FOR IMMEDIATE RELEASE: December 10, 2019
Jon Loevy, Loevy & Loevy Attorneys at Law, 312.243.5900, email@example.com
Scott Drury, Loevy & Loevy Attorneys at Law, 312.243.5900, firstname.lastname@example.org
Andy Thayer, Loevy & Loevy Attorneys at Law, 773.209.1187, email@example.com
Student Testing Giant “College Board” Sued for Illegally Collecting & Selling Students’ Data
Parent filed a federal class action suit today against the College Board, a ubiquitous student testing organization, for deceptively collecting and selling students’ confidential personal information.
While formally a not-for-profit, the College Board has approximately $1 billion in annual revenues each year and highly compensates its slew of executives, including its president who received over $1.5 million in 2017 compensation. Much of the revenues come from administering the SAT, PSAT/NMSQT, PSAT 10, PSAT 8/9 and Advanced Placement Exams (“AP”).
According to the suit, the College Board ramped up these revenues using deceptive practices to market a “Student Search Service” to test takers, falsely making it appear as if the service would assist them in getting into colleges and universities. However, “College Board’s true purpose in obtaining the personal information was to sell it to third party organizations in order to increase its already substantial revenues.”
Each year, hundreds of thousands of Illinois students, and millions of students nationwide, take one or more standardized tests provided by College Board. The suit, which seeks nationwide class status, estimates that over 5 million students in the United States were damaged by the College Board’s actions.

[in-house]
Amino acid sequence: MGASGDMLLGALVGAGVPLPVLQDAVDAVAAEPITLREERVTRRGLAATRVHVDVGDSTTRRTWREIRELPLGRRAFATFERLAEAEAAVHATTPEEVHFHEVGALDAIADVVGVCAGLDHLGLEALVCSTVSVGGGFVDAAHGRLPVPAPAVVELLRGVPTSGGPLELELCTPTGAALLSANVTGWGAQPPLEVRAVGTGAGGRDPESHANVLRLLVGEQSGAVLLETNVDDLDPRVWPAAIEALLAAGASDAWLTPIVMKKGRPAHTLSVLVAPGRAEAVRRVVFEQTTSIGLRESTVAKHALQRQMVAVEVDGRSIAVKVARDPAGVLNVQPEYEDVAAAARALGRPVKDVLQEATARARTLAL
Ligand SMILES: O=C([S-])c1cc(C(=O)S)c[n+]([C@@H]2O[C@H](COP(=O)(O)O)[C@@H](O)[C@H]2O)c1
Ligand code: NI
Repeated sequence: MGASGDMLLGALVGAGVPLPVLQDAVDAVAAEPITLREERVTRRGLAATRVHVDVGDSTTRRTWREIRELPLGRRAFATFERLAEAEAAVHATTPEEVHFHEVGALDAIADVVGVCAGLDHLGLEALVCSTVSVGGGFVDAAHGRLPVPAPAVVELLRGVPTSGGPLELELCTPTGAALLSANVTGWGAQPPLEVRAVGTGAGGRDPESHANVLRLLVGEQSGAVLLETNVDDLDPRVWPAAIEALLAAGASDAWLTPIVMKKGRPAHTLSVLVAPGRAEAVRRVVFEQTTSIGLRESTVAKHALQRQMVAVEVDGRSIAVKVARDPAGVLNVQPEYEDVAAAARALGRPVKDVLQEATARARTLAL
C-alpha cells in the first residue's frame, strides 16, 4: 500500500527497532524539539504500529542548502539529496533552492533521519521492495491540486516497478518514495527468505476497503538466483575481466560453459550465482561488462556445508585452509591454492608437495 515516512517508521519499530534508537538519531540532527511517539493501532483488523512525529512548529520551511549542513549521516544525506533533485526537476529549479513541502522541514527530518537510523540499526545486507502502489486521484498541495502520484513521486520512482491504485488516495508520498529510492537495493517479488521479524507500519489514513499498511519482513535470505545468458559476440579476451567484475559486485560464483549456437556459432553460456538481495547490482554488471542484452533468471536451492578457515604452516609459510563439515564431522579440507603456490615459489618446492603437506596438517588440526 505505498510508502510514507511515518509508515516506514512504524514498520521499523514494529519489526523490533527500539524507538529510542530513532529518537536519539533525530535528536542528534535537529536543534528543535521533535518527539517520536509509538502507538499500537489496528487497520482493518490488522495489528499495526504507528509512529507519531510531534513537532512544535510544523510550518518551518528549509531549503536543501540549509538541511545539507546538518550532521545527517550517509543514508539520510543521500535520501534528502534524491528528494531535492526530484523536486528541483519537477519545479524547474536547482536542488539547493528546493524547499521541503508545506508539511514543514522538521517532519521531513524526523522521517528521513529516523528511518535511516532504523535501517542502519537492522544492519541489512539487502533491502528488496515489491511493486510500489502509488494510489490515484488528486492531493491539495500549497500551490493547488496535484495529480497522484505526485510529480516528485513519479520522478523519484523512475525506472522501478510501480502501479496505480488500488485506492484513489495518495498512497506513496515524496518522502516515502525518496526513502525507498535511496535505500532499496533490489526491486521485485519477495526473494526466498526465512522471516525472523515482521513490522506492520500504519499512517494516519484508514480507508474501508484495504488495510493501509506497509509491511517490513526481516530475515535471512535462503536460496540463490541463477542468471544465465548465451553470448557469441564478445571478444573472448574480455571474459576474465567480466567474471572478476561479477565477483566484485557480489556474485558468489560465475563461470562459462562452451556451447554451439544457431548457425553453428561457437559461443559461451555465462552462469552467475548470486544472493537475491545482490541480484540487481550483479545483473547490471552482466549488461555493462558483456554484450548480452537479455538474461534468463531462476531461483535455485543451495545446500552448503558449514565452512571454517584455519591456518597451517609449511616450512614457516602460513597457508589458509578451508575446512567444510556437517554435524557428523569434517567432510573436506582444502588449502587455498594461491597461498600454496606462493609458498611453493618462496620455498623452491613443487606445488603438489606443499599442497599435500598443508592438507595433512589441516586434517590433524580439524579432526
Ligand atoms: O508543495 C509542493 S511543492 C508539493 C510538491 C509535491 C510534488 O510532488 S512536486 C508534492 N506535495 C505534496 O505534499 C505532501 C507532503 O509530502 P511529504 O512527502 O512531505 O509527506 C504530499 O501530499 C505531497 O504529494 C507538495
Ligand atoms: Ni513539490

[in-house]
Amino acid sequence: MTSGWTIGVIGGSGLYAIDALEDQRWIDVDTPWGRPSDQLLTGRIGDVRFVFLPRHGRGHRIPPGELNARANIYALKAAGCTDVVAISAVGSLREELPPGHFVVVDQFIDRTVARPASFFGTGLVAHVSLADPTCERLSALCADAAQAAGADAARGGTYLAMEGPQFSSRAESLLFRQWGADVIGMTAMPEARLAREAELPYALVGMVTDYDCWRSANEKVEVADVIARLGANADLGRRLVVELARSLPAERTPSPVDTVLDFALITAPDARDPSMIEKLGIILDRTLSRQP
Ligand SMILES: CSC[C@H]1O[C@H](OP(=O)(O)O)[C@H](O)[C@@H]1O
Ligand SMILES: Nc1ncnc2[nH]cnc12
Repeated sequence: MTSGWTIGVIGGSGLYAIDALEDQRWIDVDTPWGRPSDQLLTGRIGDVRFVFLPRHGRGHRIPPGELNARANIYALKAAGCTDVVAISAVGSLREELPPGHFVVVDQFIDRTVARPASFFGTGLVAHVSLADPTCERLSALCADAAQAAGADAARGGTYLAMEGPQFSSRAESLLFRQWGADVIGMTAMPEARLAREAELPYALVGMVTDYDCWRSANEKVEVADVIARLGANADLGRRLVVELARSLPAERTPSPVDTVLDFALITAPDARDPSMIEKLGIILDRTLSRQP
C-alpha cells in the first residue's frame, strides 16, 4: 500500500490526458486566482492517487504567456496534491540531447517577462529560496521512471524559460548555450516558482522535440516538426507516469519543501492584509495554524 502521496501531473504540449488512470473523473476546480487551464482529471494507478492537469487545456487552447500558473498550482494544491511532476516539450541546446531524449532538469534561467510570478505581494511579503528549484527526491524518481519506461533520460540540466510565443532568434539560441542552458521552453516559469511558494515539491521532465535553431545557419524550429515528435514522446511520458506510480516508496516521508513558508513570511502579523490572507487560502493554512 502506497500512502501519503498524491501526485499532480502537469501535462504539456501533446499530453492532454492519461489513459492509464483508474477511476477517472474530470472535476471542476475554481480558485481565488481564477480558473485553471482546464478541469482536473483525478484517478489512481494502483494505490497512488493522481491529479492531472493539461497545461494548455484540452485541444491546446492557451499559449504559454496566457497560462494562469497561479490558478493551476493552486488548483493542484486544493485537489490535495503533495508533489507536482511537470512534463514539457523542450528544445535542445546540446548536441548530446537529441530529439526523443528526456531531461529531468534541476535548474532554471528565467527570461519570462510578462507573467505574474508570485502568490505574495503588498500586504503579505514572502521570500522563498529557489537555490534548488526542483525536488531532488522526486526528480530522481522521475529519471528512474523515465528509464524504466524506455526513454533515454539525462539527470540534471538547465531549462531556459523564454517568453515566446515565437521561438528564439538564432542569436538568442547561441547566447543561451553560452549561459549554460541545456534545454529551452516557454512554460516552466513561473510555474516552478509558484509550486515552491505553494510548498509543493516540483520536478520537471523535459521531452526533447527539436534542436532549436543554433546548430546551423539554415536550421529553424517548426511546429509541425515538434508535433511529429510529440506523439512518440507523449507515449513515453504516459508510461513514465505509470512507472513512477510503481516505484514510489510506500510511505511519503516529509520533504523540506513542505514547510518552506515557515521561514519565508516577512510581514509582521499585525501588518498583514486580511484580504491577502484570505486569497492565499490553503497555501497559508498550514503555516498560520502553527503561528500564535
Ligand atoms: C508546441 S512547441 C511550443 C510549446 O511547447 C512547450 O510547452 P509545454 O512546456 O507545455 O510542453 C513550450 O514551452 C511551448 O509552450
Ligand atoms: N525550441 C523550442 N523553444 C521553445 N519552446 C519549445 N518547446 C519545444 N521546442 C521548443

The suit alleges that the College Board’s sale of students’ personal information violated Illinois’ consumer fraud and deceptive trade practices laws, and allowed the College Board to unjustly enrich itself and unlawfully invade students’ privacy. It further alleges that the College Board violated the Children’s Privacy Protection Act (325 ILCS § 17/20) when it sold data about students under 16 years of age without parental consent. The suit seeks to enjoin the College Board from any further sales of student data, as well as other damages.
The attorneys seeking to represent the classes are Michael Kanovitz and Scott Drury of Loevy & Loevy Attorneys at Law. Loevy & Loevy is one of the nation’s largest civil rights law firms and has won more multi-million-dollar jury verdicts than any other civil rights law firm in the country.
A copy of today’s suit, Mark S., on behalf of himself and as parent and guardian of his minor child, A.S., and on behalf of all other similarly situated individuals v. College Board, No 1:19-cv-08068, is available here.